Why job boards will soon give way to introduction-driven recruitment
Often the first stop, be it for a new college grad, an experienced professional looking to change careers, or a company that’s hiring, is the Job Boards. For job seekers, the job board search process is often difficult, and confusing. Unlike other searches on the internet, a job search is a very personal thing. You are looking for a position that fits your needs, your personality, and lifestyle, something that’s enjoyable to do, and also balances family life. All these matchmaking “criteria” are important, and almost none of this information is embedded in the job description. The fact is, today job boards just don’t work since with social media people can pretty much network their way to the right contacts.
Think about if you were hiring: would you be more likely to take time to interview a candidate you don’t know except for what’s been given on a submitted resume or someone who’s been introduced to you? A warm introduction has much less risk, more trust, and that’s why networking has a higher success rate than job boards when it comes to securing a position.
The evolution of job boards
"We study the past to understand the present; we understand the present to guide the future.” William Lund
Credit — StackRaft Employer Case Study 2019
It all started from classifieds, ‘advertise and get calls’. Then, the internet happened, and online job boards emerged. Companies that defined this global movement were Craigslist, Monster, and CareerBuilder to name a few. The effectiveness of the job post was the function of traffic it could earn, the typical advertising model. Then Indeed emerged; it aggregated jobs and the ‘pay-per-click’ model emerged. LinkedIn won this era when it made a job search a social experience. Companies like Glassdoor attacked this advertised information model with employee reviews, just what a TripAdvisor did to booking sites. Indeed had a silent death despite being the biggest traffic aggregator. Among all this rush emerged SaaS-based, process efficiency tools promising to save time & cost and of course “Big Data Intelligence”. Despite 20+ years of technical innovations, a single person recruiter still operates who works on a contingency model and charges a premium for information arbitrage. None of the above is non-existent; all of it still exists and will continue to until disrupted from the roots. After all, recruitment is a $200 billion industry worldwide.
The big question amid this chaos is did we forget what we were solving for? The goal was always to find that one person who the hiring managers like and can trust for his contribution towards the goals of the company.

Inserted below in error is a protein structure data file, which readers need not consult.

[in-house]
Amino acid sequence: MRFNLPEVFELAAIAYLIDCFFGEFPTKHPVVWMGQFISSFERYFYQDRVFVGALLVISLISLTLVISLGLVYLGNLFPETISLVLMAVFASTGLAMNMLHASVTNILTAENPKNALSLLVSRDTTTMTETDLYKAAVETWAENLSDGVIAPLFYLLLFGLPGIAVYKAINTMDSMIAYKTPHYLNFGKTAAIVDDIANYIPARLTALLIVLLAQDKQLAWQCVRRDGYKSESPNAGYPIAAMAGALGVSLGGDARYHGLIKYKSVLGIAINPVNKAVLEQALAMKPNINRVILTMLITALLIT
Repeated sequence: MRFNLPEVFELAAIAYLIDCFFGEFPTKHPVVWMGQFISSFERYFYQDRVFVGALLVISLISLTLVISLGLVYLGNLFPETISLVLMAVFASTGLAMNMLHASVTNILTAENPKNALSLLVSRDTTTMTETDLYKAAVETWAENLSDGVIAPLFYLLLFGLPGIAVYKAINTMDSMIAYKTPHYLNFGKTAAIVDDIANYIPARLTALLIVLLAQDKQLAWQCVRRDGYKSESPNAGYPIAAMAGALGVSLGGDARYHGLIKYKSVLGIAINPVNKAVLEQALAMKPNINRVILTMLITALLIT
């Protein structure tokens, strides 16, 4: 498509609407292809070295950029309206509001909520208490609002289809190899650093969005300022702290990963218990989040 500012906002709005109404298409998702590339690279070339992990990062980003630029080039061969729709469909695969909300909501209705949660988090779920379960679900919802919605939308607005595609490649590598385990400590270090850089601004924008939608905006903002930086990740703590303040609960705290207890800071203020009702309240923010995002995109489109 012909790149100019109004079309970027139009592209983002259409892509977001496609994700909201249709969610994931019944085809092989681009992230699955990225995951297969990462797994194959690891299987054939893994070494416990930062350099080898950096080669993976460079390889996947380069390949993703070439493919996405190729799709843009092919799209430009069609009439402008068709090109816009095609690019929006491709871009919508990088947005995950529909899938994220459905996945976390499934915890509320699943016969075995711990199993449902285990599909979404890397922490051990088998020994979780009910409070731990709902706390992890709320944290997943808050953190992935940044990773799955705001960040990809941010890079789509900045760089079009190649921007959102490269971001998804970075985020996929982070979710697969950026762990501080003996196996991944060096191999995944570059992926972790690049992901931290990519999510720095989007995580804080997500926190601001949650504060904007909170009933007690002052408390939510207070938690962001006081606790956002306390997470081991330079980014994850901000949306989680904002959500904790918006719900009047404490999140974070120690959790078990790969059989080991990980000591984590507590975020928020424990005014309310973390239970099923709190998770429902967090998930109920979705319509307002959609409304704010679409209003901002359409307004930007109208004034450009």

The problem was never to advertise jobs, it was always to find out ‘Who knows who with X to do Y’
The history in recruitment and expanding sources of revenue led us to do new things and created infrastructure that opens up new opportunities. For e.g. the new wave of use of advanced algorithms that rank resumes according to skills, experience, and keywords, et al. An HR manager once told me that they get an average of 350 resumes for each position and only look at the top 10–20; meaning 330 resumes are not even reviewed, thanks to ATS!
Then the status of a job posting keeps changing. It’s never off the job boards if the company suddenly holds a position or gets a lateral reference internally from more trusted sources. The context understanding the gap between the hiring manager and the recruiter is widening too, due to evolving job roles and nature of work.
Back to the drawing board
Do you know someone with X who can do Y is the fundamental problem statement and the solution is the aggregation of our networks and a trust-based people recommendation model that benefits everyone while reducing cost and time to hire.
The key hypothesis here is that the person that you want to potentially hire is not applying on job boards. He’s rather busy building and learning to grow in his career elsewhere.
The message here is not that job boards are dead; people’s need to find jobs and leverage technology to do so in more effective and efficient ways hasn’t changed at all.
Before money existed, people used references and local community-led information for barter exchanges. A warm introduction was a commodity until bank notes became a thing and every real estate, from land to space on a blog, started selling for dollar value.
Naval Ravikant, the Founder of AngelList, once said in a podcast: “The older the problem, the older the solution.” The case with finding the right person is the same. Introduction-driven recruitments will be the next possible disruptive wave when companies come together and cooperate on their candidate sourcing intelligence and provide access to a pre-vetted pool of high-quality and diverse candidates who would not otherwise have applied to any given company. This maturity will give rise to new forms of social systems, the kind that has been difficult to come by during the dominance of the major platforms.
(Disclaimer— The author is the founder of a global tech talent platform dedicated to helping people connect with companies by getting warm introductions. The views and opinions expressed in this article are those of the author and do not necessarily reflect the views of YourStory.)